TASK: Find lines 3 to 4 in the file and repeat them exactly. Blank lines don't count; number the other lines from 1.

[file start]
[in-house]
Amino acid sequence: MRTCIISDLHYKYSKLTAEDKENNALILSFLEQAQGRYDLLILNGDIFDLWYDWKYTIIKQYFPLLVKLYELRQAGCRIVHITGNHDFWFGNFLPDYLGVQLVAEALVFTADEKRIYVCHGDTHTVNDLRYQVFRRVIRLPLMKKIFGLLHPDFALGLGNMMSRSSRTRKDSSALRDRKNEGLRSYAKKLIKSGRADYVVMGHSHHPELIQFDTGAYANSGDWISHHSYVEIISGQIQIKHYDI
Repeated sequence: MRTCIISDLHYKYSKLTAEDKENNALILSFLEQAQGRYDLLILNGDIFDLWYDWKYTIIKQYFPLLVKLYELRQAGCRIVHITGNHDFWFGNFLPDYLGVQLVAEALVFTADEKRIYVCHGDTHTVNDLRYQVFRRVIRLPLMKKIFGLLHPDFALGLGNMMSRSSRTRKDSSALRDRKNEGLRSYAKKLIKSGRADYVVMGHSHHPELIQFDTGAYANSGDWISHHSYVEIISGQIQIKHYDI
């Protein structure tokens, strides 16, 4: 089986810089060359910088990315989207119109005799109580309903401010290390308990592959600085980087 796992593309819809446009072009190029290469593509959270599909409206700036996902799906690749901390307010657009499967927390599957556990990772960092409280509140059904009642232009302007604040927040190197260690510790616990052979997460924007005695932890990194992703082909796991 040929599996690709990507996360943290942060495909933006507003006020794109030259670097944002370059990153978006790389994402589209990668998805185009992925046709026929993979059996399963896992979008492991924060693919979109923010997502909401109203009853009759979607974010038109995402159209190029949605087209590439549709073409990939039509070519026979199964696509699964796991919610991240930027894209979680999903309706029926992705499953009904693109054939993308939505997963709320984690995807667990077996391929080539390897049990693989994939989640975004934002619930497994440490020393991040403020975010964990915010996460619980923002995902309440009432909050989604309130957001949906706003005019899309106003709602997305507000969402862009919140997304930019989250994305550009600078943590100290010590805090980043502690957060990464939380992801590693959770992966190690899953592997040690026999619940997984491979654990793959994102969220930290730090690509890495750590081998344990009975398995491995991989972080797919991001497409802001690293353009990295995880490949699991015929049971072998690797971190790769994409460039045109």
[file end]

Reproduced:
Repeated sequence: MRTCIISDLHYKYSKLTAEDKENNALILSFLEQAQGRYDLLILNGDIFDLWYDWKYTIIKQYFPLLVKLYELRQAGCRIVHITGNHDFWFGNFLPDYLGVQLVAEALVFTADEKRIYVCHGDTHTVNDLRYQVFRRVIRLPLMKKIFGLLHPDFALGLGNMMSRSSRTRKDSSALRDRKNEGLRSYAKKLIKSGRADYVVMGHSHHPELIQFDTGAYANSGDWISHHSYVEIISGQIQIKHYDI
């Protein structure tokens, strides 16, 4: 089986810089060359910088990315989207119109005799109580309903401010290390308990592959600085980087 796992593309819809446009072009190029290469593509959270599909409206700036996902799906690749901390307010657009499967927390599957556990990772960092409280509140059904009642232009302007604040927040190197260690510790616990052979997460924007005695932890990194992703082909796991 040929599996690709990507996360943290942060495909933006507003006020794109030259670097944002370059990153978006790389994402589209990668998805185009992925046709026929993979059996399963896992979008492991924060693919979109923010997502909401109203009853009759979607974010038109995402159209190029949605087209590439549709073409990939039509070519026979199964696509699964796991919610991240930027894209979680999903309706029926992705499953009904693109054939993308939505997963709320984690995807667990077996391929080539390897049990693989994939989640975004934002619930497994440490020393991040403020975010964990915010996460619980923002995902309440009432909050989604309130957001949906706003005019899309106003709602997305507000969402862009919140997304930019989250994305550009600078943590100290010590805090980043502690957060990464939380992801590693959770992966190690899953592997040690026999619940997984491979654990793959994102969220930290730090690509890495750590081998344990009975398995491995991989972080797919991001497409802001690293353009990295995880490949699991015929049971072998690797971190790769994409460039045109």